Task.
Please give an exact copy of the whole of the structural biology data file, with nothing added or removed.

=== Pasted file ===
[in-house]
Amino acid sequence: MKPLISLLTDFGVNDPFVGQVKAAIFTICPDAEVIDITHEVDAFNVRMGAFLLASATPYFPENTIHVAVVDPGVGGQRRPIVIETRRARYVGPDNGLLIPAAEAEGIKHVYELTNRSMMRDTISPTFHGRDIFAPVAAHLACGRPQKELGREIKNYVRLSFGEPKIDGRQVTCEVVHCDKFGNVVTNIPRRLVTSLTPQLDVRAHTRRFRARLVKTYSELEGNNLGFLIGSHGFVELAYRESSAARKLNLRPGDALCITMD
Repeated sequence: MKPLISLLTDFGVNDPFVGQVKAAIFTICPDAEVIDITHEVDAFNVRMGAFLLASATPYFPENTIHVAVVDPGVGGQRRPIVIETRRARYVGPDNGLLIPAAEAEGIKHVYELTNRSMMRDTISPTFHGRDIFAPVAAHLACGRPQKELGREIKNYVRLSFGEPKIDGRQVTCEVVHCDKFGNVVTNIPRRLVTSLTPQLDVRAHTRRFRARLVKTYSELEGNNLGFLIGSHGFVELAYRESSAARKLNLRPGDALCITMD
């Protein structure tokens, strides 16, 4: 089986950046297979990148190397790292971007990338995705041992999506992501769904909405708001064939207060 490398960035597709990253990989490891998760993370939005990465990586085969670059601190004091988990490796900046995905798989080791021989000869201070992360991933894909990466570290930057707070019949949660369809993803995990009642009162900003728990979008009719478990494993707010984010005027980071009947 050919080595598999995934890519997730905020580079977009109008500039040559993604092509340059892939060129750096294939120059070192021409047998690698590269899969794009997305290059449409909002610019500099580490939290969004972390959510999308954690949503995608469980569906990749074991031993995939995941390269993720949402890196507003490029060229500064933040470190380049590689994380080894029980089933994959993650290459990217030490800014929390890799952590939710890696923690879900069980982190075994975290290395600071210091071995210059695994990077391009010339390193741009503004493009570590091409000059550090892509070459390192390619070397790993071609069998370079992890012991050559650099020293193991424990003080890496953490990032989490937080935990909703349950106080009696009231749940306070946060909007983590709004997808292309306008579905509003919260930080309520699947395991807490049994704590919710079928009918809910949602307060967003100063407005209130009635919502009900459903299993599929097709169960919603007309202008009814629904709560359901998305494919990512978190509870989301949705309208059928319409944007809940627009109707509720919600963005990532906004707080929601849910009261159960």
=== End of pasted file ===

[in-house]
Amino acid sequence: MKPLISLLTDFGVNDPFVGQVKAAIFTICPDAEVIDITHEVDAFNVRMGAFLLASATPYFPENTIHVAVVDPGVGGQRRPIVIETRRARYVGPDNGLLIPAAEAEGIKHVYELTNRSMMRDTISPTFHGRDIFAPVAAHLACGRPQKELGREIKNYVRLSFGEPKIDGRQVTCEVVHCDKFGNVVTNIPRRLVTSLTPQLDVRAHTRRFRARLVKTYSELEGNNLGFLIGSHGFVELAYRESSAARKLNLRPGDALCITMD
Repeated sequence: MKPLISLLTDFGVNDPFVGQVKAAIFTICPDAEVIDITHEVDAFNVRMGAFLLASATPYFPENTIHVAVVDPGVGGQRRPIVIETRRARYVGPDNGLLIPAAEAEGIKHVYELTNRSMMRDTISPTFHGRDIFAPVAAHLACGRPQKELGREIKNYVRLSFGEPKIDGRQVTCEVVHCDKFGNVVTNIPRRLVTSLTPQLDVRAHTRRFRARLVKTYSELEGNNLGFLIGSHGFVELAYRESSAARKLNLRPGDALCITMD
């Protein structure tokens, strides 16, 4: 089986950046297979990148190397790292971007990338995705041992999506992501769904909405708001064939207060 490398960035597709990253990989490891998760993370939005990465990586085969670059601190004091988990490796900046995905798989080791021989000869201070992360991933894909990466570290930057707070019949949660369809993803995990009642009162900003728990979008009719478990494993707010984010005027980071009947 050919080595598999995934890519997730905020580079977009109008500039040559993604092509340059892939060129750096294939120059070192021409047998690698590269899969794009997305290059449409909002610019500099580490939290969004972390959510999308954690949503995608469980569906990749074991031993995939995941390269993720949402890196507003490029060229500064933040470190380049590689994380080894029980089933994959993650290459990217030490800014929390890799952590939710890696923690879900069980982190075994975290290395600071210091071995210059695994990077391009010339390193741009503004493009570590091409000059550090892509070459390192390619070397790993071609069998370079992890012991050559650099020293193991424990003080890496953490990032989490937080935990909703349950106080009696009231749940306070946060909007983590709004997808292309306008579905509003919260930080309520699947395991807490049994704590919710079928009918809910949602307060967003100063407005209130009635919502009900459903299993599929097709169960919603007309202008009814629904709560359901998305494919990512978190509870989301949705309208059928319409944007809940627009109707509720919600963005990532906004707080929601849910009261159960």